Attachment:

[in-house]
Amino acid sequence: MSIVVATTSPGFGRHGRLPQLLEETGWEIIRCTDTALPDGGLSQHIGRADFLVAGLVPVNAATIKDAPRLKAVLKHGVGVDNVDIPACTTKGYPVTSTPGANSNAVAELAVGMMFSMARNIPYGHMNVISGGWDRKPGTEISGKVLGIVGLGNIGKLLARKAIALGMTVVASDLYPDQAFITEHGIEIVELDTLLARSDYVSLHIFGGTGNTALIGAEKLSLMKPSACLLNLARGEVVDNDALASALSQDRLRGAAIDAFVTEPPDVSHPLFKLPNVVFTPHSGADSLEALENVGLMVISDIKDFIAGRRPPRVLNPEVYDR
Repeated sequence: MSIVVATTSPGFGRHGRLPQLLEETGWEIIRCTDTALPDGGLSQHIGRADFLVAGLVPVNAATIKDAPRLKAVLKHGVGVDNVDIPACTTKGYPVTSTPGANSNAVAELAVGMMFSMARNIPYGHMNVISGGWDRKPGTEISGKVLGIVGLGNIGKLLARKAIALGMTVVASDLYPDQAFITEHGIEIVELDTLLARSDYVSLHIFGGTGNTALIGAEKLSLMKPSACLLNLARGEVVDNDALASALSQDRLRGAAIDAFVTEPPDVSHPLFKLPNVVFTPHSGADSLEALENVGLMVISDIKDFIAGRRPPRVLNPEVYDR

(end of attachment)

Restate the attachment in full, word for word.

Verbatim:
[in-house]
Amino acid sequence: MSIVVATTSPGFGRHGRLPQLLEETGWEIIRCTDTALPDGGLSQHIGRADFLVAGLVPVNAATIKDAPRLKAVLKHGVGVDNVDIPACTTKGYPVTSTPGANSNAVAELAVGMMFSMARNIPYGHMNVISGGWDRKPGTEISGKVLGIVGLGNIGKLLARKAIALGMTVVASDLYPDQAFITEHGIEIVELDTLLARSDYVSLHIFGGTGNTALIGAEKLSLMKPSACLLNLARGEVVDNDALASALSQDRLRGAAIDAFVTEPPDVSHPLFKLPNVVFTPHSGADSLEALENVGLMVISDIKDFIAGRRPPRVLNPEVYDR
Repeated sequence: MSIVVATTSPGFGRHGRLPQLLEETGWEIIRCTDTALPDGGLSQHIGRADFLVAGLVPVNAATIKDAPRLKAVLKHGVGVDNVDIPACTTKGYPVTSTPGANSNAVAELAVGMMFSMARNIPYGHMNVISGGWDRKPGTEISGKVLGIVGLGNIGKLLARKAIALGMTVVASDLYPDQAFITEHGIEIVELDTLLARSDYVSLHIFGGTGNTALIGAEKLSLMKPSACLLNLARGEVVDNDALASALSQDRLRGAAIDAFVTEPPDVSHPLFKLPNVVFTPHSGADSLEALENVGLMVISDIKDFIAGRRPPRVLNPEVYDR